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Main > Japanese folktales > Fairy tale "The Story of Susa, the Impetuous"

The Story of Susa, the Impetuous

And Susa, full of wonder, drew near and asked the old man, “Who art thou?”

And the old man answered, “I am an earthly deity of the mountains. This is my wife, who weeps with me by the water-side, and the child is my youngest daughter.”

And Susa inquired of him again, “What is the cause of your weeping and lamentation?”

And he answered, “Know, sir, that I am an earthly deity of renown, and I was the father of eight fair daughters. But a horror broods over the land, for every year at this time it is ravaged by a monster, the eight-forked serpent of Koshi, that delights in the flesh of young virgins. In seven years have my seven sweet children been devoured. And now the time of my youngest-born is at hand. Therefore do we weep, O Thine Augustness.”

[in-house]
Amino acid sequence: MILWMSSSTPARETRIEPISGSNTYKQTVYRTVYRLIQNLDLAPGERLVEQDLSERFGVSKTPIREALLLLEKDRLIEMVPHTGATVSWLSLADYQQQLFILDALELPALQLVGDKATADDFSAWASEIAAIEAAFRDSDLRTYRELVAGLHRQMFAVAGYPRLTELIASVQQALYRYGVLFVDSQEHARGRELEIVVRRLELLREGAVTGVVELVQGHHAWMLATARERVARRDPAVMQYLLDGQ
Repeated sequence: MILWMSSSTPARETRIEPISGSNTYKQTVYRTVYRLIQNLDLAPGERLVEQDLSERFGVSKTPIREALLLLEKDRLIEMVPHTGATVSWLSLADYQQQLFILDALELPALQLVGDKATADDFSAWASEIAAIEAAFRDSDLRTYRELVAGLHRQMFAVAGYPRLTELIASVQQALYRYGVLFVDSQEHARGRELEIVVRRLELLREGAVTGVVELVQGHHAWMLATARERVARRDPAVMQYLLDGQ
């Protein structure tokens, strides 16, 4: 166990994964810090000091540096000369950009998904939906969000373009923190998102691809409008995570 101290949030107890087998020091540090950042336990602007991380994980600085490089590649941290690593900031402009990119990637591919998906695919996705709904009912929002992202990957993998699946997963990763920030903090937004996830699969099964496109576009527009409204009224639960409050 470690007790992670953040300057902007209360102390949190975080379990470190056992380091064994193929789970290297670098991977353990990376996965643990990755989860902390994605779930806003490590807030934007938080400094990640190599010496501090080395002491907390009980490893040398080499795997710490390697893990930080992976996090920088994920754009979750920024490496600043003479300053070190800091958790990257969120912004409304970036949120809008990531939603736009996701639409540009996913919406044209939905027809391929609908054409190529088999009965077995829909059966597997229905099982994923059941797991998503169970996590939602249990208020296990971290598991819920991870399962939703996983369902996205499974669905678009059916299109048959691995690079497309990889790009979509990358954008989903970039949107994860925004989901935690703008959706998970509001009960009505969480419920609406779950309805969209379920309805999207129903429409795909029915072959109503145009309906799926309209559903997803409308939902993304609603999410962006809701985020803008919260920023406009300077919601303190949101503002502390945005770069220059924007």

Then said Susa, the Impetuous, “What is the likeness of this monster?”

And the deities of the mountain made answer: “His eyes are fiery and red as the akakagachi (that is, the winter cherry). He has but one body, with eight heads and eight scaly tails. Moreover, on his body grows moss, together with the fir and the cryptomeria of the forest. In his going he covers eight valleys and eight hills, and upon his under side he is red and gory.”

Then the Lord Susa, the Impetuous, cried, “My lord, give me thy daughter.”

And the earthly deity, seeing his strength and great beauty and the brightness of his countenance, knew that he was a god, and answered, “With all reverence do I offer her unto thee. Howbeit, I know not thine august name.”

And Susa said, “I am Susa, the Sea God, the exile of High Heaven.”

And the mountain deity and also his fair wife spoke, saying, “So be it, Thine Augustness, take the young maid.”

And immediately Susa flung away the veil and saw the face of his bride, pale as the moon in winter. And he touched her on the forehead, and said, “Fair and beloved, fair and beloved....”

And the maid flushed faintly to stand thus barefaced. Howbeit, she had little need, for the tears that stood in my lord Susa’s eyes were veil enough for her modesty.

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